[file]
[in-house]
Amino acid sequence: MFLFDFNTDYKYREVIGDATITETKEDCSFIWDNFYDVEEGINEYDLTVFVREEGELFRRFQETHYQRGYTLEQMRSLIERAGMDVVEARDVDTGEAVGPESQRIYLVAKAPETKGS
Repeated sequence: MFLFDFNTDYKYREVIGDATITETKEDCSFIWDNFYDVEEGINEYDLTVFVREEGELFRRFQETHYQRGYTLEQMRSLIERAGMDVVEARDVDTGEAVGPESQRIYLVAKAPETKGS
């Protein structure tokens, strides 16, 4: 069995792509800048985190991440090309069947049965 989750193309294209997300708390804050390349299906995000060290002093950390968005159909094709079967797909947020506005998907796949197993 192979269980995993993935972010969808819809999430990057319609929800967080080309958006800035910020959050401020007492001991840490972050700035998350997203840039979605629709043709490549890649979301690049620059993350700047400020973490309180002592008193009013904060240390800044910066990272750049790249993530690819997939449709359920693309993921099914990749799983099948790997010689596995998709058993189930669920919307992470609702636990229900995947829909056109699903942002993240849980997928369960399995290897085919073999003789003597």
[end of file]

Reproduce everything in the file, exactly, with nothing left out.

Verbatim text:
[in-house]
Amino acid sequence: MFLFDFNTDYKYREVIGDATITETKEDCSFIWDNFYDVEEGINEYDLTVFVREEGELFRRFQETHYQRGYTLEQMRSLIERAGMDVVEARDVDTGEAVGPESQRIYLVAKAPETKGS
Repeated sequence: MFLFDFNTDYKYREVIGDATITETKEDCSFIWDNFYDVEEGINEYDLTVFVREEGELFRRFQETHYQRGYTLEQMRSLIERAGMDVVEARDVDTGEAVGPESQRIYLVAKAPETKGS
């Protein structure tokens, strides 16, 4: 069995792509800048985190991440090309069947049965 989750193309294209997300708390804050390349299906995000060290002093950390968005159909094709079967797909947020506005998907796949197993 192979269980995993993935972010969808819809999430990057319609929800967080080309958006800035910020959050401020007492001991840490972050700035998350997203840039979605629709043709490549890649979301690049620059993350700047400020973490309180002592008193009013904060240390800044910066990272750049790249993530690819997939449709359920693309993921099914990749799983099948790997010689596995998709058993189930669920919307992470609702636990229900995947829909056109699903942002993240849980997928369960399995290897085919073999003789003597």